(CNN) - The largest US Hispanic civil rights group's national board voted unanimously Friday to urge major manufacturers and retailers to stop selling costumes based on racial stereotypes.
The League of United Latin American Citizens will contact companies -- including Amazon and Party City -- that make or sell "so-called costumes based on race-based stereotypes which feed into prejudice against Latinos" and demand they "immediately remove these items from their inventory list," LULAC CEO Sindy Benavides told CNN in a statement.
"This line of merchandise should be banned because it fuels the growing anti-immigrant resentment in our country triggering such violence as the mass shooting in El Paso where the suspect admitted his hatred against Mexicans," she said, referring to the August massacre that left 22 people dead at the hand of a suspect who police allege wrote an anti-immigrant document espousing white nationalist and racist views.
"There is no place for profiting from racial stereotypes and demeaning 58 million Latinos who are a vital part of this country," Benavides said.
The LULAC vote was taken a day after CNN asked the group to respond to photos of costumes sold by Party City, Spirit Halloween, Rubie's Costume Company and on Amazon. CNN affiliate KRQE had earlier reported on shoppers' reaction to a "Mexican Man" costume for sale at a Spirit Halloween store in Albuquerque, New Mexico. The vendors are among the nation's largest or claim to command a major share of the Halloween market.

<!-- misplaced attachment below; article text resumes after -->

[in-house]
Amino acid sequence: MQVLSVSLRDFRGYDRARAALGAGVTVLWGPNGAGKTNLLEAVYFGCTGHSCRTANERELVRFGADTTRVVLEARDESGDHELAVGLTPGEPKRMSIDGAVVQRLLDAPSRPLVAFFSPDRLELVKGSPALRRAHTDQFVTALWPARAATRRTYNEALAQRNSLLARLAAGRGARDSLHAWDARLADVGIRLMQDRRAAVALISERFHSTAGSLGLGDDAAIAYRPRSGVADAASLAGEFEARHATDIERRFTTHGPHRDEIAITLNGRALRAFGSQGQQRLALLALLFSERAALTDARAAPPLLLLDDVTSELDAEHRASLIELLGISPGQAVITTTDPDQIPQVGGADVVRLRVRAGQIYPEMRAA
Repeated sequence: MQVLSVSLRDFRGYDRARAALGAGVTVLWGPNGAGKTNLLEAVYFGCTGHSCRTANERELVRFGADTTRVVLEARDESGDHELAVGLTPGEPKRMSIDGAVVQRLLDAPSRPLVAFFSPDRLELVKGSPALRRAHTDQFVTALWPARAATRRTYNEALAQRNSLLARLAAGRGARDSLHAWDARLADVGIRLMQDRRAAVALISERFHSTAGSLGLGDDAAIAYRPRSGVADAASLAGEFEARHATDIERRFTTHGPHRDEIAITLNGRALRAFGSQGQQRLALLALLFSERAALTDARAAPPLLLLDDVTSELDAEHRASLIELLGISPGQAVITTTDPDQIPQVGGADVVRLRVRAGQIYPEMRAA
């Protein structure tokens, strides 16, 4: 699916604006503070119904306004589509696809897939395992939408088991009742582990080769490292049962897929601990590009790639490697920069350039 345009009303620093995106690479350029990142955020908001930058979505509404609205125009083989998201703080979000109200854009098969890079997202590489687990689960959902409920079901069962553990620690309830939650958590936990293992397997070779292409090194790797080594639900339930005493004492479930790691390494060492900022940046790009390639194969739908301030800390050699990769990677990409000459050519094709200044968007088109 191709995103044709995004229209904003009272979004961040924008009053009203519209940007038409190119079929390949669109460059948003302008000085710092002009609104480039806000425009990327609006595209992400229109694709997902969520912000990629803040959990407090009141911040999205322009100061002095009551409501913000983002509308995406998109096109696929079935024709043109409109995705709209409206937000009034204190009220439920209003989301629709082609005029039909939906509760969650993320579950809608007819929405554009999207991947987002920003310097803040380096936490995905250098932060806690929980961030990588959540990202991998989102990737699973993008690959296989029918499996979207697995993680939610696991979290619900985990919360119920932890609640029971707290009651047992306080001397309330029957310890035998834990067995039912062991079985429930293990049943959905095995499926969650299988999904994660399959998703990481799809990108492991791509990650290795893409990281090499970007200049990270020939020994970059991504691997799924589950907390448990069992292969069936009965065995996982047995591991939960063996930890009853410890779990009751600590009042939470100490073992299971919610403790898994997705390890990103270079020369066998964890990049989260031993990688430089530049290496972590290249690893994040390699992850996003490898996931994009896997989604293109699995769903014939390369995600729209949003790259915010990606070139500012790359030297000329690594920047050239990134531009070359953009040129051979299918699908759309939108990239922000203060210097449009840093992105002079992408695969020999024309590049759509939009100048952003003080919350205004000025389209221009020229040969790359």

"Selling and dressing up in these costumes is just this -- it's racist and unacceptable," Benavides told CNN in an earlier statement. "These costumes only further the degrading nature of using these stereotypes to dehumanize a human being of another race."
Party City, responding before the LULAC vote to CNN's inquiry about a "Hey Amigo Mexican Costume" on its website, will remove the product from its inventory, adding that it was being sold "online only and has been discontinued," a company spokesperson told CNN in a statement.
The company said it was in the process of removing it from its website. A CNN review of the site confirms the item has been removed.
"As the leader in Halloween, Party City has costumes for all types of Halloween customers and nothing we carry is meant to be offensive," the statement said.
Party City did not immediately respond to CNN's later requests for comment about an "Adult Tequila Bandito Costume" for sale on its website and the LULAC vote.
Amazon, Rubie's Costume Company, Fun World and Spirit Halloween did not immediately respond to CNN's inquiries about Mexican-themed costumes for sale at their online sites or to a later request for response to LULAC's action.
Rubie's sells a costume with rainbow-hued poncho shirt, sombrero and a bandolier for shot glasses. The company sells the same outfit on Amazon, where it has the advertising line, "You will be everyone's amigo when you come in this instant bartender kit."
Amazon also offers a "Little Mexican Amigo Toddler Costume" by vendor Fun World that includes a tiny, black mustache and large sombrero. In a review below the Amazon listing, one person claims to have reported the costume to Amazon and labeled it as "highly inappropriate!!!" in 2016. Another reviewer, almost a year earlier, also pushed for the costume to be taken down, the site record shows.
Spirit Halloween's "Adult Mexican Man Costume" comes with a "vibrantly striped poncho with hysterical black mustache," according to the product description, which pitches the outfit as a way to "salsa on into Halloween."
Outrage over similar costumes sold by Spirit Halloween dates to at least October 2009, when the East Bay Times reported on Latino residents of that California community being upset about it.
"It's incredibly offensive," Carlos Plazola told the newspaper. "I can't imagine them reducing any other culture to a costume like that and calling it by that ethnic name. Reducing a culture to such a stereotype is harmful and insulting. I can't imagine a Chinese man or black man being put out there and it being OK."
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